A shot many fans of the sport have declared obsolete due to the influx of three-pointing shooting, Kevin Durant and Kyrie Irving of the Brooklyn Nets are excellent in mid-range situations and that still matters.
Analytics have all but taken over the NBA universe, math has determined which shots have viability, how each player reacts in any given scenario and documents their habits and how they like to go about their offense/defense. So in an era that classifies shooting mid-range jumpers as a “poor” decision, how do Brooklyn Nets’ Durant and Irving find success in going against the grain?
Well, I could illustrate how mid-range jumpers still have a place in the NBA, but I’m just a regular guy with a Word Press account. You don’t have to take my word for it, listen to what the second-longest tenured coach in the NBA, Erik Spoelstra, had to say about the mid-range shot. (0:39-1:25).
If you didn’t, here’s a brief summary of what he said.
He emphasized on how defenses are scheming out three specific looks: threes, layups and free throws. Well, if all the attention is focused primarily on those aspects of the game, that leaves an opening for the mid-range game and post-up opportunities for big men, which he also makes sure to note on.
Essentially, the mid-range game isn’t dead, in fact, it can be a deadly weapon if utilized efficiently.
Fortunately, the Brooklyn Nets have two players that excel in mid-range instances; Kevin Durant and Kyrie Irving.
When you need a bucket with the game hanging in the balance, especially come April-June, it doesn’t matter which way it comes and having a guy that can score wherever and however he wants is critical to success.
Kevin Durant is amongst the most electrifying scorers this league has ever seen. There really is no limitations to how can initiates his offense and his mid-range game is no exception to that rule.
Here are Kevin Durant’s shooting splits, via Shane Young of Forbes.com, you can see as he’s gotten older, the mid-range is an area of his offense that he’s improved upon.
As I mentioned, he’s not the only Net that excels in this regard; Kyrie Irving’s mid-range game is nearly as deadly, a feat that’s really impressive when you take into consideration just how good Durant is when shooting from that area.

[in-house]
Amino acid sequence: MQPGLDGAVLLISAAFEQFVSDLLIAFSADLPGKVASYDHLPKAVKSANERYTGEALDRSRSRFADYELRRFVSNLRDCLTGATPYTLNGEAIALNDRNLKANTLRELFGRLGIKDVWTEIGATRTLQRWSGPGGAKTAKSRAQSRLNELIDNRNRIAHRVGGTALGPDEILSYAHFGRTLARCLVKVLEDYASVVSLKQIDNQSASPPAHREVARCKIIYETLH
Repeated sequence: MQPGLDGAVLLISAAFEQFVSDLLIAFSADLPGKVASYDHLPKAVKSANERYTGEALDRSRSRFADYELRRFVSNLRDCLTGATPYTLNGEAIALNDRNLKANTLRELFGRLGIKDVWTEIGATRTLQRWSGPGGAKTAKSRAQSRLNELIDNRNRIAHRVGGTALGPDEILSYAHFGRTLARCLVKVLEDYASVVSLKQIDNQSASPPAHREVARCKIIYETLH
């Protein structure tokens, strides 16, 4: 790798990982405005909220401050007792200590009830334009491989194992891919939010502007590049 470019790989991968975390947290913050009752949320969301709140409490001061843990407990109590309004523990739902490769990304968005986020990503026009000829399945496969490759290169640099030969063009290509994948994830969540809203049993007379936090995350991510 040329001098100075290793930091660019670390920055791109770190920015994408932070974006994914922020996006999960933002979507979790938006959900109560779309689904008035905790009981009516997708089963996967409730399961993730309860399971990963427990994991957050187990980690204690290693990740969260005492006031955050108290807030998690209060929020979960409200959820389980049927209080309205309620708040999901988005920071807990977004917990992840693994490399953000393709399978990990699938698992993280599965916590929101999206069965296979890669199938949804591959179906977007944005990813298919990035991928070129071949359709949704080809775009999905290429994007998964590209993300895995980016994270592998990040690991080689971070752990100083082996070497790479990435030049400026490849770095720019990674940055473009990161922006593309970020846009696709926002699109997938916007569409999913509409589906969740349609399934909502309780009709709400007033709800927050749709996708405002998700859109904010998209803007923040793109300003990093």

According to nbaminer.com, 22.72 percent of Irving’s shots from a season ago came via mid-range and in those instances, he shot a rather efficient 49.6 percent. What’s even more impressive is unlike mid-range aficionados of previous eras, both players are excellent from beyond the arc as well—Durant is a career 38.1 percent shooter from deep, while Irving is a career 39.0 shooter.
Players of their magnitude really stand out come playoff time (though I’m sure naysayers will point out Irving’s ECSF against the Bucks, where I direct them back to his ’16 playoff run), they’ll provide a much-needed boost during crunch time as really either player can get a bucket in isolation or a set play for coach Kenny Atkinson whenever and wherever.
Once again, analytically speaking, I’m certain the mid-range shot comes with more cons than pros in this era. If you were to replace every mid-range shot a team took with a three-point look—which would mean following the Daryl Morey method of offensive output—you’d probably account for more points per game.
This isn’t an article stating my wishes for Atkinson to prioritize mid-range jump shots, this isn’t 1997; however, having two players on your roster that can score with relative ease in those looks isn’t at all a deterrent.
In fact, it’s quite the opposite. The Nets employ two of the better scorers in the NBA right now, and though one is still rehabbing from injury, their presence puts the team directly in the conversation for championship contenders.
And again, when it comes to playoff basketball, especially in clutch time, I, for one, won’t be upset if either player pumps fake a defender when catching the ball off the three-point line and proceeds to dribble into a mid-range jump shot that they’re comfortable in taking. Erik Spoelstra likes the shot and he’s won two NBA Championships, so it can’t be that bad.